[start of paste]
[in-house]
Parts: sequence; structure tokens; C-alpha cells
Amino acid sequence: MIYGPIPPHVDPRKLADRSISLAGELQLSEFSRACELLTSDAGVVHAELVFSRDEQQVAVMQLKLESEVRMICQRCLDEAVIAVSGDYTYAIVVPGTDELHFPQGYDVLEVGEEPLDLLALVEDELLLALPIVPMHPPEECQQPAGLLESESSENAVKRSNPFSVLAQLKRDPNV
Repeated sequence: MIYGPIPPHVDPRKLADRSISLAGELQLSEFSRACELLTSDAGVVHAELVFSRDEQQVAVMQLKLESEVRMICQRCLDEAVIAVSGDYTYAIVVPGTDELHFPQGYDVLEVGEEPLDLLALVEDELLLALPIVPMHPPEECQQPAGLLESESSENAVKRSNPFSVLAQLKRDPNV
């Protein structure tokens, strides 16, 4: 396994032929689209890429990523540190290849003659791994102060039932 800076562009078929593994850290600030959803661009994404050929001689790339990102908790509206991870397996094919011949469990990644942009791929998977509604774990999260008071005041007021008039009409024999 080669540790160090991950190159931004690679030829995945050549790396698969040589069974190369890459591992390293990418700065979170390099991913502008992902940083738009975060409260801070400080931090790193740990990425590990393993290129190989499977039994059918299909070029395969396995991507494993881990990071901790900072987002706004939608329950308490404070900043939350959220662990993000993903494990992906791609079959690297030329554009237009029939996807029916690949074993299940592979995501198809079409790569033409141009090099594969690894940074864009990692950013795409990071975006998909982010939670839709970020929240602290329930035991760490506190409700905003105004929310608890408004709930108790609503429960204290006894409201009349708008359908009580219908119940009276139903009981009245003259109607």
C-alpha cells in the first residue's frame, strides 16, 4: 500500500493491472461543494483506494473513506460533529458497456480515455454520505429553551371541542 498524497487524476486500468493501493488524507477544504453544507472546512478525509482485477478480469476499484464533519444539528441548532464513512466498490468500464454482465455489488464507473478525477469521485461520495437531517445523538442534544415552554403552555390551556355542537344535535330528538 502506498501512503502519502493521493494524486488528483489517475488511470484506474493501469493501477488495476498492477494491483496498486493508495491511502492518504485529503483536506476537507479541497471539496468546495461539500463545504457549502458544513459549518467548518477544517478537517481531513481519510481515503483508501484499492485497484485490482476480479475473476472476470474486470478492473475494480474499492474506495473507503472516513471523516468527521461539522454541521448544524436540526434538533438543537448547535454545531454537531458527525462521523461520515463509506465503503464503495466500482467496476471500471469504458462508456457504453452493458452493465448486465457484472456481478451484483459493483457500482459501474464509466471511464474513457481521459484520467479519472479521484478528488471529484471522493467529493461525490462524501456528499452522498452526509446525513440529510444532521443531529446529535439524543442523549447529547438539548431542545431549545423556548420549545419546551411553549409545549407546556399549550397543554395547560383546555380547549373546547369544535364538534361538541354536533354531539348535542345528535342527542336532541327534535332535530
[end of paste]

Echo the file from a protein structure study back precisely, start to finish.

[in-house]
Parts: sequence; structure tokens; C-alpha cells
Amino acid sequence: MIYGPIPPHVDPRKLADRSISLAGELQLSEFSRACELLTSDAGVVHAELVFSRDEQQVAVMQLKLESEVRMICQRCLDEAVIAVSGDYTYAIVVPGTDELHFPQGYDVLEVGEEPLDLLALVEDELLLALPIVPMHPPEECQQPAGLLESESSENAVKRSNPFSVLAQLKRDPNV
Repeated sequence: MIYGPIPPHVDPRKLADRSISLAGELQLSEFSRACELLTSDAGVVHAELVFSRDEQQVAVMQLKLESEVRMICQRCLDEAVIAVSGDYTYAIVVPGTDELHFPQGYDVLEVGEEPLDLLALVEDELLLALPIVPMHPPEECQQPAGLLESESSENAVKRSNPFSVLAQLKRDPNV
């Protein structure tokens, strides 16, 4: 396994032929689209890429990523540190290849003659791994102060039932 800076562009078929593994850290600030959803661009994404050929001689790339990102908790509206991870397996094919011949469990990644942009791929998977509604774990999260008071005041007021008039009409024999 080669540790160090991950190159931004690679030829995945050549790396698969040589069974190369890459591992390293990418700065979170390099991913502008992902940083738009975060409260801070400080931090790193740990990425590990393993290129190989499977039994059918299909070029395969396995991507494993881990990071901790900072987002706004939608329950308490404070900043939350959220662990993000993903494990992906791609079959690297030329554009237009029939996807029916690949074993299940592979995501198809079409790569033409141009090099594969690894940074864009990692950013795409990071975006998909982010939670839709970020929240602290329930035991760490506190409700905003105004929310608890408004709930108790609503429960204290006894409201009349708008359908009580219908119940009276139903009981009245003259109607």
C-alpha cells in the first residue's frame, strides 16, 4: 500500500493491472461543494483506494473513506460533529458497456480515455454520505429553551371541542 498524497487524476486500468493501493488524507477544504453544507472546512478525509482485477478480469476499484464533519444539528441548532464513512466498490468500464454482465455489488464507473478525477469521485461520495437531517445523538442534544415552554403552555390551556355542537344535535330528538 502506498501512503502519502493521493494524486488528483489517475488511470484506474493501469493501477488495476498492477494491483496498486493508495491511502492518504485529503483536506476537507479541497471539496468546495461539500463545504457549502458544513459549518467548518477544517478537517481531513481519510481515503483508501484499492485497484485490482476480479475473476472476470474486470478492473475494480474499492474506495473507503472516513471523516468527521461539522454541521448544524436540526434538533438543537448547535454545531454537531458527525462521523461520515463509506465503503464503495466500482467496476471500471469504458462508456457504453452493458452493465448486465457484472456481478451484483459493483457500482459501474464509466471511464474513457481521459484520467479519472479521484478528488471529484471522493467529493461525490462524501456528499452522498452526509446525513440529510444532521443531529446529535439524543442523549447529547438539548431542545431549545423556548420549545419546551411553549409545549407546556399549550397543554395547560383546555380547549373546547369544535364538534361538541354536533354531539348535542345528535342527542336532541327534535332535530